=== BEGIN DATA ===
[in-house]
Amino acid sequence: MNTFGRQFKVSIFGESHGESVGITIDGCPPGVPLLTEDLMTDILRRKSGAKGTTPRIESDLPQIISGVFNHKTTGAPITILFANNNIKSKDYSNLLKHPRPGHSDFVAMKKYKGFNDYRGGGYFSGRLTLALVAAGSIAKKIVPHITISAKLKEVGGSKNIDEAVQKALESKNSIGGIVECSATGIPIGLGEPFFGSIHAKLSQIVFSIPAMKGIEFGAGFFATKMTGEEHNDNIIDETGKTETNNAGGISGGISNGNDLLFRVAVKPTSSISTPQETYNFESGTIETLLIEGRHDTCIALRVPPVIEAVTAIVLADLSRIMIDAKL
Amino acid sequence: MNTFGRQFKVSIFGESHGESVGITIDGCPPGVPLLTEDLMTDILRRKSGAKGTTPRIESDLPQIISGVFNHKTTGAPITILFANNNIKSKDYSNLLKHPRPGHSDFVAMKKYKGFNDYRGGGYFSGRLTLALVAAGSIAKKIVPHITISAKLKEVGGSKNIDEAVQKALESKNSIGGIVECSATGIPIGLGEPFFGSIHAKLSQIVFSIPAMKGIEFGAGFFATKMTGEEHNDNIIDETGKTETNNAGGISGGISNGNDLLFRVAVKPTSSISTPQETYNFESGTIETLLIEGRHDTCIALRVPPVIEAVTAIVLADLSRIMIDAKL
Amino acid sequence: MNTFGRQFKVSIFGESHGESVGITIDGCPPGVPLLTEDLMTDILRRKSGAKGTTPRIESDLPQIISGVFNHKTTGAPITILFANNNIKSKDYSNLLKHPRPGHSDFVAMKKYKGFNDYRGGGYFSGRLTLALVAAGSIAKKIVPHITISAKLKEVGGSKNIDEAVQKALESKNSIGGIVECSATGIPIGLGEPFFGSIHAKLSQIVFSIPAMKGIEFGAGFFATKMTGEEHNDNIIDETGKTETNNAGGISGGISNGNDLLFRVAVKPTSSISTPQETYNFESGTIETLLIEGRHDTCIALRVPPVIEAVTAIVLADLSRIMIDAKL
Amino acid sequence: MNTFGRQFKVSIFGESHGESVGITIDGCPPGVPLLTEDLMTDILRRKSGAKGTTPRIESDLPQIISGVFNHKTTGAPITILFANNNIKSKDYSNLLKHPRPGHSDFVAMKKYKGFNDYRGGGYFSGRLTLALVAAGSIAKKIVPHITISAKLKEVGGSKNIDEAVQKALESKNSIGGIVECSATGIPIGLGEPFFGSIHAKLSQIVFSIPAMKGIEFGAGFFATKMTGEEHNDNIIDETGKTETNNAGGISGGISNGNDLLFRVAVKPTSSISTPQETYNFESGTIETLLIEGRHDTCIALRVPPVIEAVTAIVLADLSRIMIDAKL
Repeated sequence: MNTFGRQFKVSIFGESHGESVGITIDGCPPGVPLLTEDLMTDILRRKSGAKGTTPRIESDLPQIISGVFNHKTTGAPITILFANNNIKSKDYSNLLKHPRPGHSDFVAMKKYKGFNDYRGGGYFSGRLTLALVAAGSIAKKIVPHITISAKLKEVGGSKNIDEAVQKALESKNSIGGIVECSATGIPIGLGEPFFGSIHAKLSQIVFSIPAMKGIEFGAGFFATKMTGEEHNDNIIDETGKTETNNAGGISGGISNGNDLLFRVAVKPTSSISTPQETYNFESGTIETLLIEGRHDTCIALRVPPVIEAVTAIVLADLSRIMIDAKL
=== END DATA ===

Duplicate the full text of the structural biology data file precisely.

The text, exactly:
[in-house]
Amino acid sequence: MNTFGRQFKVSIFGESHGESVGITIDGCPPGVPLLTEDLMTDILRRKSGAKGTTPRIESDLPQIISGVFNHKTTGAPITILFANNNIKSKDYSNLLKHPRPGHSDFVAMKKYKGFNDYRGGGYFSGRLTLALVAAGSIAKKIVPHITISAKLKEVGGSKNIDEAVQKALESKNSIGGIVECSATGIPIGLGEPFFGSIHAKLSQIVFSIPAMKGIEFGAGFFATKMTGEEHNDNIIDETGKTETNNAGGISGGISNGNDLLFRVAVKPTSSISTPQETYNFESGTIETLLIEGRHDTCIALRVPPVIEAVTAIVLADLSRIMIDAKL
Amino acid sequence: MNTFGRQFKVSIFGESHGESVGITIDGCPPGVPLLTEDLMTDILRRKSGAKGTTPRIESDLPQIISGVFNHKTTGAPITILFANNNIKSKDYSNLLKHPRPGHSDFVAMKKYKGFNDYRGGGYFSGRLTLALVAAGSIAKKIVPHITISAKLKEVGGSKNIDEAVQKALESKNSIGGIVECSATGIPIGLGEPFFGSIHAKLSQIVFSIPAMKGIEFGAGFFATKMTGEEHNDNIIDETGKTETNNAGGISGGISNGNDLLFRVAVKPTSSISTPQETYNFESGTIETLLIEGRHDTCIALRVPPVIEAVTAIVLADLSRIMIDAKL
Amino acid sequence: MNTFGRQFKVSIFGESHGESVGITIDGCPPGVPLLTEDLMTDILRRKSGAKGTTPRIESDLPQIISGVFNHKTTGAPITILFANNNIKSKDYSNLLKHPRPGHSDFVAMKKYKGFNDYRGGGYFSGRLTLALVAAGSIAKKIVPHITISAKLKEVGGSKNIDEAVQKALESKNSIGGIVECSATGIPIGLGEPFFGSIHAKLSQIVFSIPAMKGIEFGAGFFATKMTGEEHNDNIIDETGKTETNNAGGISGGISNGNDLLFRVAVKPTSSISTPQETYNFESGTIETLLIEGRHDTCIALRVPPVIEAVTAIVLADLSRIMIDAKL
Amino acid sequence: MNTFGRQFKVSIFGESHGESVGITIDGCPPGVPLLTEDLMTDILRRKSGAKGTTPRIESDLPQIISGVFNHKTTGAPITILFANNNIKSKDYSNLLKHPRPGHSDFVAMKKYKGFNDYRGGGYFSGRLTLALVAAGSIAKKIVPHITISAKLKEVGGSKNIDEAVQKALESKNSIGGIVECSATGIPIGLGEPFFGSIHAKLSQIVFSIPAMKGIEFGAGFFATKMTGEEHNDNIIDETGKTETNNAGGISGGISNGNDLLFRVAVKPTSSISTPQETYNFESGTIETLLIEGRHDTCIALRVPPVIEAVTAIVLADLSRIMIDAKL
Repeated sequence: MNTFGRQFKVSIFGESHGESVGITIDGCPPGVPLLTEDLMTDILRRKSGAKGTTPRIESDLPQIISGVFNHKTTGAPITILFANNNIKSKDYSNLLKHPRPGHSDFVAMKKYKGFNDYRGGGYFSGRLTLALVAAGSIAKKIVPHITISAKLKEVGGSKNIDEAVQKALESKNSIGGIVECSATGIPIGLGEPFFGSIHAKLSQIVFSIPAMKGIEFGAGFFATKMTGEEHNDNIIDETGKTETNNAGGISGGISNGNDLLFRVAVKPTSSISTPQETYNFESGTIETLLIEGRHDTCIALRVPPVIEAVTAIVLADLSRIMIDAKL